Club Focus – Juventus – Return of the Italians

Last night, Juventus failed to expose the inexperience of Manchester City in the way Channel 5 brilliantly exposed the inadequacies of British commentators. Despite all the money spent on champions, City were missing that much-needed sparkle to destroy one of Europe’s grandest teams. They owned possession, dominated proceedings and had the pleasure of listening to the raucous supportive chants of their home fans and yet they had to rely on a crossbar to save them from conceding a spectacular free kick from the perpetually youthful Alessandro Del Piero.
On the other hand this Juventus side, who many have described as bereft of champions, very nearly took all three points and only defensive substitutions and an unbalanced midfield forced them into dropping points. The English commentators may have heaped praise on the Spanish referee who often chose to play the advantage, but to most neutrals, he made several errors that benefitted the home side at the cost of the Juve attack. The Old Lady had at least one penalty shout out ignored and Miloš Krasić was unfairly penalised for what was clearly a foul. Had decisions gone Juve’s way, it could have well been a very different game.

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The defence has been Juve’s Achilles heel in recent weeks and the main reason why the Old Lady finds herself somewhere in the middle of the table. As such, the thought of facing a side with forwards that could change proceedings at the drop of a hat left the away fans biting their fingernails in anticipation. However, in his post-match interview, Adam Johnson commented that: “Obviously as an Italian side, they are going to come and defend well.” That statement alone perfectly summed up the performance of the Bianconeri defence. In stark contrast to their recent woeful displays at the back, Juventus defended like Italians, improved their man-marking skills and made crucial interceptions to halt the costly attack of the English team.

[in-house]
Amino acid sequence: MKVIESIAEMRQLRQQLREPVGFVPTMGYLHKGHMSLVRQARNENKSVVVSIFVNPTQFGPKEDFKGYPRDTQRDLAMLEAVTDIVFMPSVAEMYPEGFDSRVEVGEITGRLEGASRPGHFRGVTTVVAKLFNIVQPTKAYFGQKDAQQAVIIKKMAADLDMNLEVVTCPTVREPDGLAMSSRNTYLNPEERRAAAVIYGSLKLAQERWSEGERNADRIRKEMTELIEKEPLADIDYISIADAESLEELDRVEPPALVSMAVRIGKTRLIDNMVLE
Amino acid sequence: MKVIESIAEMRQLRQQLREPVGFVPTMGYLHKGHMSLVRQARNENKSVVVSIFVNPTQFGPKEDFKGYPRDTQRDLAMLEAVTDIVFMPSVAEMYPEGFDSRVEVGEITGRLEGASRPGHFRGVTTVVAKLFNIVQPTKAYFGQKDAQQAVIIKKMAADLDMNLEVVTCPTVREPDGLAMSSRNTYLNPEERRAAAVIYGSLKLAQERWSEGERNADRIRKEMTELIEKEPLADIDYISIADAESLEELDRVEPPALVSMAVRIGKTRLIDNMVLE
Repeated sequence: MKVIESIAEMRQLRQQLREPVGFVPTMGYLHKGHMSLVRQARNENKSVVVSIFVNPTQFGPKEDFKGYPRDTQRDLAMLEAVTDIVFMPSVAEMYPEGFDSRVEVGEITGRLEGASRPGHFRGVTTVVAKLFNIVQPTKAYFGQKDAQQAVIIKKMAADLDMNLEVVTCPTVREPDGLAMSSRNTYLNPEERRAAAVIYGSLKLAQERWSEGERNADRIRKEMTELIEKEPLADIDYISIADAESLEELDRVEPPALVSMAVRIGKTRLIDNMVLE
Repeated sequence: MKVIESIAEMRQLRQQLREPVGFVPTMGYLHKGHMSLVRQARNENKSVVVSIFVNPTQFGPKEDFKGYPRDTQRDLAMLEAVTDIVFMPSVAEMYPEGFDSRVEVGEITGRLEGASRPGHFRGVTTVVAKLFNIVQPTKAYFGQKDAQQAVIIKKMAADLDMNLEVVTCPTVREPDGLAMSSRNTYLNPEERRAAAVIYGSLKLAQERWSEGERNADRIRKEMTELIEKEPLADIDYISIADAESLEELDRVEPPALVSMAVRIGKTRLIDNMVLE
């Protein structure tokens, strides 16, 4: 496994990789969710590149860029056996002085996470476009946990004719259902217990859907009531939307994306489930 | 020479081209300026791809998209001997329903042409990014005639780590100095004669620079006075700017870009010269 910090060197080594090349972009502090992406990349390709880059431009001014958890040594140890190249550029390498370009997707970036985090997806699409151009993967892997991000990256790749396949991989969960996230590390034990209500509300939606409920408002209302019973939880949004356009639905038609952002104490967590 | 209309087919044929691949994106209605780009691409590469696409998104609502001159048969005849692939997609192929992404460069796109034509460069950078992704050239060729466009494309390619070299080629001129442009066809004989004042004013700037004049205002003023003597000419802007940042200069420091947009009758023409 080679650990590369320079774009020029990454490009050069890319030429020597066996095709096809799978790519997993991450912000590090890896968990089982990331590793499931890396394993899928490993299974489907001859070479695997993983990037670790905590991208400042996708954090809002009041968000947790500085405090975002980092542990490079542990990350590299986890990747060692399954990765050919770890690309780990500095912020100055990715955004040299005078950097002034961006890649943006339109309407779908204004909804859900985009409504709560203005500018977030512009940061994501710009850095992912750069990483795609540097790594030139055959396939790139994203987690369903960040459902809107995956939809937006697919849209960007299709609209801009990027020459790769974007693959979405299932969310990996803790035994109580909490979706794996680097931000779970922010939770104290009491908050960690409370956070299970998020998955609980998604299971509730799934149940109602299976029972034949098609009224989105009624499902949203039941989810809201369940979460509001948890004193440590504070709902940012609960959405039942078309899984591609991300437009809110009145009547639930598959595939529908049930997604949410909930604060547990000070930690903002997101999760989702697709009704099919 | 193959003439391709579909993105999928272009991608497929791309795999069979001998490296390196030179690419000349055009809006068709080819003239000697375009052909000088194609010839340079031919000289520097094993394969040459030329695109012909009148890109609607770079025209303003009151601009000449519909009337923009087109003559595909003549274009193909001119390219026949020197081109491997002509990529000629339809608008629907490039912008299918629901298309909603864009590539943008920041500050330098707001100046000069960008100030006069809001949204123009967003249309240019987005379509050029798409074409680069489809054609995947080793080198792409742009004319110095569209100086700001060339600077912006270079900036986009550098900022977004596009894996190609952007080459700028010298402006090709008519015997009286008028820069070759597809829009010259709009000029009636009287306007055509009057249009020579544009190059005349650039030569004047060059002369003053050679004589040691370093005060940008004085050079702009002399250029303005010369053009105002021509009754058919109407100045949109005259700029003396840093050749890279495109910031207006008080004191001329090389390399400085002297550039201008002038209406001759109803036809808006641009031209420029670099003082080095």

Finally, the Old Lady defended as a unit and the entire squad offered their unconditional support to the back. Unfortunately, the midfield let the team down and failed to provide the required support to avoid conceding the equaliser. Claudio Marchisio and Momo Sissoko were outmuscled in midfield and seemed overcome by the sheer physical strength of the City players. More importantly, after the initial 20 minutes of the game, both failed to maintain movement and deliver those vital passes to the top to contribute to the attacking play of the squad. Despite improving in the second-half, they were still inviting pressure into their own half and they struggled to win back the ball and maintain possession.
As the match progressed, City grew more and more frustrated and were desperate to make use of their additional man in midfield. As such, Del Neri had to make some substitutions to both balance play and alleviate pressure in the middle. But rather than bringing on key players to regain possession and allow Krasić and the forwards more space and time on the ball, Del Neri opted to make defensive changes reminiscent of Claudio Ranieri-style tactics to signal his satisfaction with a draw. His substitutions may have bolstered the midfield but he left his midfielders without an outlet for their attacking passes.
His decision to take off Krasić was perhaps the most puzzling. The Serbian winger demonstrated his defensive frailties throughout the game and seemed worryingly vulnerable when not in possession. The only way to exploit his skills in last night’s match was to relieve him of any defensive duties and force him to play further up the pitch in order for him to concentrate on his attacking display. Jorgé Martínez was clearly struggling to rediscover his form since injury, but rather than introducing Simone Pepe on in his place, Del Neri should have brought on Felipe Melo immediately. By switching to a 4-3-3 formation, the former Sampdoria Coach would have stabilised the midfield and allowed both Krasić and Del Piero ample opportunities to unleash their talent up top without having to track back.
It was a shame the Old Lady decided to settle for one point especially when she had started the match in such spectacular fashion with a clear desire to win. In the first quarter we saw what this newly built Juventus side is capable of as they imposed their game and silenced the crowd. The players passed the ball effectively, took full advantage of the width of the pitch, had incredible movement in the middle and were determined to prove that new money could never compete with historical prestige. Rather disappointingly, they decided to sit back after their goal and allowed the home side the chance to alter the score line. With stronger determination and a tighter midfield, the Bianconeri could have well achieved all three points. But it was nonetheless an improved performance from the Italian side who now await a real test of strength on Sunday as they face bitter rivals Inter.
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